It's been a year since the World Health Organization officially declared that there was an Ebola outbreak in West Africa. A doctor and health journalist compare notes on what has been a long and traumatic year — and an epidemic that isn't over just yet.
Ebola is still a scary, hot-button issue in the United States, and some Africans immigrants say they're being harrassed and discriminated against because of those fears. Now a web- and phone-based hotline is hoping to collect those stories and use them to fight back against unwarranted attacks.
British chemist Anthony England was at home with plenty of time on his hands during the Ebola outbreak, reading the ongoing coverage and reactions. But the errors he found online infuriated him, leading him to make a satirical Ebola map that's gone viral around the world.
Morocco is scheduled to host the 2015 Africa Cup of Nations, the most important trophy on the continent. But its pleas to delay the tournament over the Ebola outbreak are being refused by Africa's governing body for soccer, which is getting a mixed review from players and club officials.
No sooner had New York and New Jersey enacted strict new quarantine measures for travelers and health workers from West Africa than the backlash began. Health workers and officials quickly forced the states to rescind their policies, saying they'll keep doctors and nurses from going to West Africa.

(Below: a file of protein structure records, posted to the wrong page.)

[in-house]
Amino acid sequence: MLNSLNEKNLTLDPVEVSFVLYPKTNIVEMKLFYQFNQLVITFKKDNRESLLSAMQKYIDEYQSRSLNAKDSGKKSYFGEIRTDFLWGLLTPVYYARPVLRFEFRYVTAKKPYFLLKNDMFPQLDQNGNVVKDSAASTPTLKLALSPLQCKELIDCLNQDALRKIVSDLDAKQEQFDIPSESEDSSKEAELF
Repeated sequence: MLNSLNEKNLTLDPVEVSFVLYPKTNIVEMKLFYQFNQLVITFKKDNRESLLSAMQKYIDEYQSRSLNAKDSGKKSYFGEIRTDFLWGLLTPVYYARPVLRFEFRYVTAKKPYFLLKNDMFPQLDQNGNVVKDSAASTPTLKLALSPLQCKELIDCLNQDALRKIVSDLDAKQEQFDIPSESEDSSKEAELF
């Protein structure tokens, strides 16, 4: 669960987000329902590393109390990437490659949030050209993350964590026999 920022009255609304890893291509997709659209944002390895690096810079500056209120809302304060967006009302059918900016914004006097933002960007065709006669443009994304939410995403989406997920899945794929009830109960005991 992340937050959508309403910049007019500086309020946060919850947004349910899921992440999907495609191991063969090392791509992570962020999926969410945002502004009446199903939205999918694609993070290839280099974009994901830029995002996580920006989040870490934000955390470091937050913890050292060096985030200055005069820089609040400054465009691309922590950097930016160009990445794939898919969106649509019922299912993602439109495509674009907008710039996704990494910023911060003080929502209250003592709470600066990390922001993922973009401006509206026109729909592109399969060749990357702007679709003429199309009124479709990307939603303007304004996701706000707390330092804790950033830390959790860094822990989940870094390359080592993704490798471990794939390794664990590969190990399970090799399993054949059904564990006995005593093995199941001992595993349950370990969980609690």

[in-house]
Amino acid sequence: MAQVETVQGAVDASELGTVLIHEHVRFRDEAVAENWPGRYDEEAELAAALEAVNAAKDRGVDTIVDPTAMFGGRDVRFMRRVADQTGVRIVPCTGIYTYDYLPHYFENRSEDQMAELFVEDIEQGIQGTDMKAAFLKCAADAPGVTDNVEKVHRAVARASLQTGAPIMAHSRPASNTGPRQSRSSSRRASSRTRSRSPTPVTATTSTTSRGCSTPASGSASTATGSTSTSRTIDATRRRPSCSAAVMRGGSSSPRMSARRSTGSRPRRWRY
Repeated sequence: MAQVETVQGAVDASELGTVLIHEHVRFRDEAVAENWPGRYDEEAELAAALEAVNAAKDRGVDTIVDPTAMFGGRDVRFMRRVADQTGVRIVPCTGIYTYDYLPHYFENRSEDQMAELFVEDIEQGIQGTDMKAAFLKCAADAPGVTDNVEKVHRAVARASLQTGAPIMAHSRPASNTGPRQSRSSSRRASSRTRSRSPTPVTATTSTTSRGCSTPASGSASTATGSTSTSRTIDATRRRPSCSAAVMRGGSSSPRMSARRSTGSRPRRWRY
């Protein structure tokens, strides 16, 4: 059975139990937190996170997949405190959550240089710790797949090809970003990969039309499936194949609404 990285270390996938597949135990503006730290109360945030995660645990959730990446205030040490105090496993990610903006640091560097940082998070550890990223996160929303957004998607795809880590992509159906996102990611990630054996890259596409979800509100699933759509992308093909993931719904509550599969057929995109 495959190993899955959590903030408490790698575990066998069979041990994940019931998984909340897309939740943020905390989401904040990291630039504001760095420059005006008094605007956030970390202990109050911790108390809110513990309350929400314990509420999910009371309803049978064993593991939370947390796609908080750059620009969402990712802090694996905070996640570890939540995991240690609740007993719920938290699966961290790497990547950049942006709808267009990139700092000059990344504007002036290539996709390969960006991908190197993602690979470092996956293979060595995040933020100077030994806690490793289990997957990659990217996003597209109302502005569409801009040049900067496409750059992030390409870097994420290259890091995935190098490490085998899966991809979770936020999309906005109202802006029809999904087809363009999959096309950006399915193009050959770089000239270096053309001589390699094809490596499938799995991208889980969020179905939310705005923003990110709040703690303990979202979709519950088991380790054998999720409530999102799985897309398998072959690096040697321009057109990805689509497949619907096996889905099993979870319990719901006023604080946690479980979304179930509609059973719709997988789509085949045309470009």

Liberian American Shoana Solomon is one of four women who have launched the "I am Liberian, not a virus" campaign to fight the stigma of Ebola. She's been especially motivated to battle unwarranted fear of West Africans since her nine-year-old daughter was harassed at her school in Delaware.
Liberian Patrice Juah boarded a plane from Monrovia this week to come to the US. When she arrived at Washington's Dulles International aiport, she encountered a host of new screening measures, including a system for 21 days of self-monitoring. She says she came away impressed and reassured
After the kidnapping of hundreds of schoolgirls in Nigeria, the rise of Ebola seemed to be another threat too big for the country's government. But the WHO now says Nigeria has defeated Ebola thanks to the government's rapid response, which gives some Nigerians renewed hope.
New York Times Pentagon correspondent Helene Cooper was born in Liberia. She admits when she recently returned to West Africa to report on Ebola, she was scared. But Cooper says she found Liberians confronting the outbreak with an impressive calm.
Scott Burns wrote the screenplay for the 2011 movie "Contagion" after immersing himself in the world of the Centers for Disease Control and Prevention. He says viruses are "bright lights that shine on all of our weaknesses," and wanted to use his movie to prompt people to trust in the science of viruses.
Dr. Adam Levine just returned from Liberia, where he spent more than a month helping to treat Ebola patients. Now that he's back and waiting to see if he's officially clear of the disease, he's feeling the same isolation many West Africans feel — and he says the panic in the US isn't helping anti-Ebola efforts.